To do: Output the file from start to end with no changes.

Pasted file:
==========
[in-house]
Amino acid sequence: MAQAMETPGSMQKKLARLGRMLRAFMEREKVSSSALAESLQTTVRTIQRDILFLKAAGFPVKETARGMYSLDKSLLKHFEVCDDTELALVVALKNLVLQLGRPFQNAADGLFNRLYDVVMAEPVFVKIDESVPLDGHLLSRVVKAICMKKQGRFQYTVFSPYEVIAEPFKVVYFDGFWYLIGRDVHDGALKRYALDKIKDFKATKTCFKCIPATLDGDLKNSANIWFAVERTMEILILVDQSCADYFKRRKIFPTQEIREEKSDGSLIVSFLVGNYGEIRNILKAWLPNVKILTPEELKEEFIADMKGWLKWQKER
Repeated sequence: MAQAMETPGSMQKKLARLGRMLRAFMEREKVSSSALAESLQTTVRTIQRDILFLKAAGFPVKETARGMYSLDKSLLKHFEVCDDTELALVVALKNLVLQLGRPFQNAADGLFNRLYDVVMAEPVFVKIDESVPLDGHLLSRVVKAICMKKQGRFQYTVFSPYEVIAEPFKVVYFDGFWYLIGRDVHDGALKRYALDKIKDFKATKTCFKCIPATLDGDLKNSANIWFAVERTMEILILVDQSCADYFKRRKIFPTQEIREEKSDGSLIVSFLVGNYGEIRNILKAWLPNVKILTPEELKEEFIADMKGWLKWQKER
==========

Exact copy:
[in-house]
Amino acid sequence: MAQAMETPGSMQKKLARLGRMLRAFMEREKVSSSALAESLQTTVRTIQRDILFLKAAGFPVKETARGMYSLDKSLLKHFEVCDDTELALVVALKNLVLQLGRPFQNAADGLFNRLYDVVMAEPVFVKIDESVPLDGHLLSRVVKAICMKKQGRFQYTVFSPYEVIAEPFKVVYFDGFWYLIGRDVHDGALKRYALDKIKDFKATKTCFKCIPATLDGDLKNSANIWFAVERTMEILILVDQSCADYFKRRKIFPTQEIREEKSDGSLIVSFLVGNYGEIRNILKAWLPNVKILTPEELKEEFIADMKGWLKWQKER
Repeated sequence: MAQAMETPGSMQKKLARLGRMLRAFMEREKVSSSALAESLQTTVRTIQRDILFLKAAGFPVKETARGMYSLDKSLLKHFEVCDDTELALVVALKNLVLQLGRPFQNAADGLFNRLYDVVMAEPVFVKIDESVPLDGHLLSRVVKAICMKKQGRFQYTVFSPYEVIAEPFKVVYFDGFWYLIGRDVHDGALKRYALDKIKDFKATKTCFKCIPATLDGDLKNSANIWFAVERTMEILILVDQSCADYFKRRKIFPTQEIREEKSDGSLIVSFLVGNYGEIRNILKAWLPNVKILTPEELKEEFIADMKGWLKWQKER